Sal by Mick Kitson reviewed

Sal Book Cover Sal
Mick Kitson
March 1, 2018

This is a story of something like survival.

Sal planned it for almost a year before they ran. She nicked an Ordnance Survey map from the school library. She bought a compass, a Bear Grylls knife, waterproofs and a first aid kit from Amazon using credit cards she'd robbed. She read the SAS Survival Handbook and watched loads of YouTube videos.

And now Sal knows a lot of stuff. Like how to build a shelter and start a fire. How to estimate distances, snare rabbits and shoot an airgun. And how to protect her sister, Peppa. Because Peppa is ten, which is how old Sal was when Robert started on her.

Told in Sal's distinctive voice, and filled with the silent, dizzying beauty of rural Scotland, Sal is a disturbing, uplifting story of survival, of the kindness of strangers, and the irrepressible power of sisterly love; a love that can lead us to do extraordinary and unimaginable things.

Sal is with her little sister Peppa in the book by Mick Kitson. Sal is 13 and her sister is 10. They are “surviving” on their own in a somewhat remote part of south west Scotland. Sal has prepared their escape. Sal is excitable and knowledgeable about survival though mostly from YouTube videos. The reason for their escape is revealed quite early on in the book. The voice of the book, Sal’s, seemed a little strange initially. As the story develops however we learn more and more about Sal and the narrative style makes more sense.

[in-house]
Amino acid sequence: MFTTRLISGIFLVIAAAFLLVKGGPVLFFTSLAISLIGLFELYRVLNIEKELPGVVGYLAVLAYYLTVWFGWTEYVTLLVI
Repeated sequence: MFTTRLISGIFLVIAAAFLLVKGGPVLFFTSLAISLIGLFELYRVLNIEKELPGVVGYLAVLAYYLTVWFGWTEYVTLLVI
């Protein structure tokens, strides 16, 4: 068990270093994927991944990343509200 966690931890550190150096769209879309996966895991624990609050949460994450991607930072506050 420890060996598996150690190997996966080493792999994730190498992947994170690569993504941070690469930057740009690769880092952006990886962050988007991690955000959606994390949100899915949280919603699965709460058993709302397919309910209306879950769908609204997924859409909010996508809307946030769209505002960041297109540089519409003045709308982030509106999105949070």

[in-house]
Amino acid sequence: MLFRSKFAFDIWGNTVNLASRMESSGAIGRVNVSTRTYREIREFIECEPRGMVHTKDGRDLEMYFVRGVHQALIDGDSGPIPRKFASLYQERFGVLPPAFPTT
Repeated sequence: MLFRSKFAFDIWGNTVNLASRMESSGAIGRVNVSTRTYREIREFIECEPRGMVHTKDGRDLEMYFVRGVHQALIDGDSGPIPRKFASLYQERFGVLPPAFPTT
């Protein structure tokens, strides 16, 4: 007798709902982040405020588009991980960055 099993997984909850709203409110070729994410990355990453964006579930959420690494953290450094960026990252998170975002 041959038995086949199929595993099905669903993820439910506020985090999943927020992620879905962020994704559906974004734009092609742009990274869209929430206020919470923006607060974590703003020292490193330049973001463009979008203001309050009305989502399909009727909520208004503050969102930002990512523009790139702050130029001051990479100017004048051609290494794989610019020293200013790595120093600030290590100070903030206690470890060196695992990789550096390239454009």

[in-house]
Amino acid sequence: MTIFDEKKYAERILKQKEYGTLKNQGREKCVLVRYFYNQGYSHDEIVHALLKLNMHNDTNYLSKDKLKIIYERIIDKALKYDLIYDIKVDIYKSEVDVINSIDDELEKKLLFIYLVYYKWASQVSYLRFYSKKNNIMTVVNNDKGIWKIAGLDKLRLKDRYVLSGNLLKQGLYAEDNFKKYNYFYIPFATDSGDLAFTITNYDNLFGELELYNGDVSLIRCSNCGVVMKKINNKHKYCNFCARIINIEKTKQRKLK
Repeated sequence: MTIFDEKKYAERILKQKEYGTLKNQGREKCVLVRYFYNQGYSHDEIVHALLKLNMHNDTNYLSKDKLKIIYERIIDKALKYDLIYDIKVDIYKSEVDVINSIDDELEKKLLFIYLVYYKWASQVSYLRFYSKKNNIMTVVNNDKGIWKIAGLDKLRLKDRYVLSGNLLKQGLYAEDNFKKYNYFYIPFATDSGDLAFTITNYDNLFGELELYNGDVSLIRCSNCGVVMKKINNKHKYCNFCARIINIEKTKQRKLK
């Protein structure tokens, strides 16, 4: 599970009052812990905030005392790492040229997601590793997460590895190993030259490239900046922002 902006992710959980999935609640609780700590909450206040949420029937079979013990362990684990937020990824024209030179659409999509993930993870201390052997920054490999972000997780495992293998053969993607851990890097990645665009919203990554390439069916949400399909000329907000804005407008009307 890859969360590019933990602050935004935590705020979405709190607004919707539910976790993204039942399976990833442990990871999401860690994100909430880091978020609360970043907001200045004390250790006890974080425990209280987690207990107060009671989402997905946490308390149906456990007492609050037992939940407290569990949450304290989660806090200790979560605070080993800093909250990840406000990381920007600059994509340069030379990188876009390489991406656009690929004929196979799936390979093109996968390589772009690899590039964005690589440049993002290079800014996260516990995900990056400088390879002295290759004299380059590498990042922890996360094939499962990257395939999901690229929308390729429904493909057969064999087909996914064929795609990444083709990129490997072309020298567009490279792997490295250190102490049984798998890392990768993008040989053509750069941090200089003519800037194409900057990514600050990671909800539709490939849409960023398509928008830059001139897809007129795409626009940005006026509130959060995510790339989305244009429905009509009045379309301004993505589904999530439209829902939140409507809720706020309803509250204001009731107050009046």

There are times when this is quite a hard book to read. It can be quite dark in its way. That darkness is mitigated by the writing I think. The story felt understated at times when for me it should have been even harder hitting. That said my eyes were unaccountably damp sometimes! It does feel as though the narrative rambles at times. Often it is with Sal in current time however it frequently goes back to past experiences she has had or to the planning for their escape. The more you find out about Sal the more it all makes sense.

There are a couple of other characters in this story. “Maw” is someone who takes little explaining allowing the ability to understand some Scottish accent! There is another character called Ingrid who is important to the tale. I understand why there is a need for her however there are times when she did seem to dominate the story.

I would never have thought of stopping reading this and I guess I was fairly convinced by the story however not completely. Equally though I don’t think it ever quite gripped me in the way I thought it would. I guess that there is a fine line between powerful and naive and something more contrived. Very readable and probably over 3.5/5 for me.

Note – I received an advance digital copy of this book from the publisher in exchange for a fair review